Strategies to attract talent to your organization and the community
Individuals are drawn to jobs in Springfield for a variety of reasons ... but developing tactics and strategies to attract new employees is at the top of the to-do list for most employers in our area.
That’s part of the reason why the Chamber focused the final event in its 2019 Workforce Event Series on “Best Practices in Talent Attraction.” The panel of speakers that visited the Chamber on November 12 included people who spend their time working to bring professionals to Springfield, as well as those who came to the area themselves for a variety of reasons.
One person who fits both categories is Celeste Cramer, system director of recruitment and retention for CoxHealth. She said her family had been from the south but moved to Springfield after visiting the area one winter and falling in love with the snowy weather.
Now, roughly three-quarters of Cramer’s daily job is tied to recruitment for CoxHealth, which currently has 1,100 organizations systemwide. She says the organization focuses on selling the value of the city and what it can offer potential new hires from around the country and the world.
“When we bring someone in, we do everything local – local hotel, local restaurants, local swag,” she said. “We use the materials from the LiveInSpringfieldMo website as well; one time I was recruiting in Dubai and was showing them the video, and one recruit asked, ‘Is it really like that?’”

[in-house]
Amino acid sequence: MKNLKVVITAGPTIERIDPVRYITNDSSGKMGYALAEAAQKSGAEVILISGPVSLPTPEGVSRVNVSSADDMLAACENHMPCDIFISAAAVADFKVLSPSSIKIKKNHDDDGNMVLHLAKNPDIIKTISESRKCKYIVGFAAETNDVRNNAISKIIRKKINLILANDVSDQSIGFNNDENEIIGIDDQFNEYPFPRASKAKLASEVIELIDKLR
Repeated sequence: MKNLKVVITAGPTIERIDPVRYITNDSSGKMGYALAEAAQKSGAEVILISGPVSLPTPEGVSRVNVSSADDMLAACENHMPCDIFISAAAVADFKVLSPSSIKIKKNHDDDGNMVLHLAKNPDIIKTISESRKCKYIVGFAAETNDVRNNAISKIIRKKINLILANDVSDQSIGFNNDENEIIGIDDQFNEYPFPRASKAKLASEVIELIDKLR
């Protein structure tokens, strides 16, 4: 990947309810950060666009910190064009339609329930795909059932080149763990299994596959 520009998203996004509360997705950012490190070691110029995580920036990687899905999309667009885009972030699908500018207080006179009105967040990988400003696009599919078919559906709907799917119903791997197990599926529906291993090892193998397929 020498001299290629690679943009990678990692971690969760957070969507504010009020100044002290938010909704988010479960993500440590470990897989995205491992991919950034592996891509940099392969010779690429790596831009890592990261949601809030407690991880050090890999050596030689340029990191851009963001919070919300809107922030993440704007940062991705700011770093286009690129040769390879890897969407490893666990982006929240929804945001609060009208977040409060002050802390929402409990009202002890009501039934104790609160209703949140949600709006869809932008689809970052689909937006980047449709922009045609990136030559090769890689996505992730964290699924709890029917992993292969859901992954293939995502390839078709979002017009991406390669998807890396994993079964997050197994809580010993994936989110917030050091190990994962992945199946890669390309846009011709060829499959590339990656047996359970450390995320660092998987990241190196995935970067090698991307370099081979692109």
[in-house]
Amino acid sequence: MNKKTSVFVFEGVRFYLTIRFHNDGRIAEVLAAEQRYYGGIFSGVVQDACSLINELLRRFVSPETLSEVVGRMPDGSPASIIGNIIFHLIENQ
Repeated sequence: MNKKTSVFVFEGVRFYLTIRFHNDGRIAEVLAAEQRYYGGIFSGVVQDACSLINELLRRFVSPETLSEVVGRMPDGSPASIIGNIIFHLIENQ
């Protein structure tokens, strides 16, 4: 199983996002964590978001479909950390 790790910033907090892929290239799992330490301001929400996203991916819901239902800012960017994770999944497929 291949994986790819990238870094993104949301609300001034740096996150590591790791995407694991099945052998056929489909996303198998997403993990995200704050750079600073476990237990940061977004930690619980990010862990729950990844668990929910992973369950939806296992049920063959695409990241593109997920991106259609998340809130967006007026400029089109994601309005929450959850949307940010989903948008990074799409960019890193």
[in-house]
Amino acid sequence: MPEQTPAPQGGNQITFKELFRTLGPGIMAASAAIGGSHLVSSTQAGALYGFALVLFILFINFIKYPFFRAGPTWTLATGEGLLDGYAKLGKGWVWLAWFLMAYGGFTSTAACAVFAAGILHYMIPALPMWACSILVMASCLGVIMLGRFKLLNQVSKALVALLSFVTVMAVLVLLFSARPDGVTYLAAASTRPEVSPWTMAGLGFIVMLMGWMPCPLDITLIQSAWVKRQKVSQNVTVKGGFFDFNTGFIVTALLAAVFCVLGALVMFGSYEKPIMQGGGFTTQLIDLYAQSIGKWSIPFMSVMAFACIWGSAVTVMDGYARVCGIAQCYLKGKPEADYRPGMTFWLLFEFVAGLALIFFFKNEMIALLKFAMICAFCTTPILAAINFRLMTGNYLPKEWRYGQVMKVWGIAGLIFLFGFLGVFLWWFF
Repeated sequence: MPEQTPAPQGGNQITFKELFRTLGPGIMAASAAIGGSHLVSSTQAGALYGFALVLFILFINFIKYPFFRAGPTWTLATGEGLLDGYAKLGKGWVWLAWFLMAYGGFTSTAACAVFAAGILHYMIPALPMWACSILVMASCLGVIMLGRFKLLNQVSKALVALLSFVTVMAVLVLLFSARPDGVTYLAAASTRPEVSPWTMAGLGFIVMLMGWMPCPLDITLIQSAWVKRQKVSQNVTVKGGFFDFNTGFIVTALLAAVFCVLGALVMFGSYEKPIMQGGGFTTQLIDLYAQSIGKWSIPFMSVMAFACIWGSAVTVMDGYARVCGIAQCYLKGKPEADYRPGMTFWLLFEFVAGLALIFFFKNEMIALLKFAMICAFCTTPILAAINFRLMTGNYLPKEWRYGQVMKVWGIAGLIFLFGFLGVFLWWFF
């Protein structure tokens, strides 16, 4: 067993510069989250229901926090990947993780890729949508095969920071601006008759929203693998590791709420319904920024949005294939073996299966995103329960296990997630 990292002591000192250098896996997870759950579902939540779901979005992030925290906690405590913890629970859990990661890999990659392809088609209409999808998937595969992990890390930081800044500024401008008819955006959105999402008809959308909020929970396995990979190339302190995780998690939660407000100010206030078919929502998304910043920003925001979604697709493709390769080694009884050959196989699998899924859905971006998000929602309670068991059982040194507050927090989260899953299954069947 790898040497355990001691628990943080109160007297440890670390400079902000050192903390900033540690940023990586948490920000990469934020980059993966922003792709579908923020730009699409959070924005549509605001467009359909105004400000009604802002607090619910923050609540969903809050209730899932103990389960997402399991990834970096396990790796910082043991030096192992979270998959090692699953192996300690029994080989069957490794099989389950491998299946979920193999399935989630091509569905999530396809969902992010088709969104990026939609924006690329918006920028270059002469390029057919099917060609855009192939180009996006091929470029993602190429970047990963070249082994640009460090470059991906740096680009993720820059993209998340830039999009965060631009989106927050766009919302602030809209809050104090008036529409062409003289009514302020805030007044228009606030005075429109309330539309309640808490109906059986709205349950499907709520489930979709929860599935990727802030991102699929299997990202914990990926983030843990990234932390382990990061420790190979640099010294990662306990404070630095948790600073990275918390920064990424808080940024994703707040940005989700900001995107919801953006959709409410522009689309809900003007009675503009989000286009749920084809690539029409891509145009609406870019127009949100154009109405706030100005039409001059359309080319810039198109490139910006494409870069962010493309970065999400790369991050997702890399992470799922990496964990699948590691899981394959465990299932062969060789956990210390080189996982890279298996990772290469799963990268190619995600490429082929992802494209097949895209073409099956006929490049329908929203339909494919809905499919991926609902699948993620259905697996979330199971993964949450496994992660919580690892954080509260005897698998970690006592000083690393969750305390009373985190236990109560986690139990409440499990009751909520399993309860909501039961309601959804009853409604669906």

For Ashley Norgard, associate attorney with Kutak Rock, LLP, the approach is different. She said her firm takes a team approach to recruiting potential employees – taking them out to lunch or a ballgame as a group. The approach is common in firms with a centralized HR function and offices in multiple cities, where local staff are often responsible for recruiting new talent.
It’s part of what she says is an important task: selling the community lifestyle. That task is especially important online, where more professionals are getting their information about your community and your business.
“I had a Google search and 18 hours in Springfield before I decided to sell my house in Alabama and move to Springfield,” she said. “If the bios of your company executives include personal information or hobbies, it gives the candidate something to talk about. If I’m moving here and going to be here 14 hours a day, it’s almost like a marriage, so if you can show they have a good quality of life, that’s crucial.”
That point was echoed by Stephen Telscher of Sapp Design Associates Architects, PC, who also serves as president of the Springfield chapter of the American Institute of Architects. He said that as his industry evolves and architects have more choice as to where they can locate for work, selling the city is key.
“When it comes to Springfield, it’s important to tell people about the other 16 hours of their life,” he said. “The arts, the music – architects hover around those things, and we’ve come a long way in those areas in recent years. With Downtown, Commercial Street, the great sporting venues ... it’s fantastic what we’ve been able to do, and we have to tell people about it.”
That also means encouraging individuals in your organization to tell your story – both for your company and for your city. Both Cramer from CoxHealth and Norgard from Kutak Rock touted the benefits of referral bonuses for employees who successfully bring new employees to the business.
“People are your most important asset,” Norgard added. “Encouraging and empowering them to know that they are a part of telling your story is incredibly valuable.”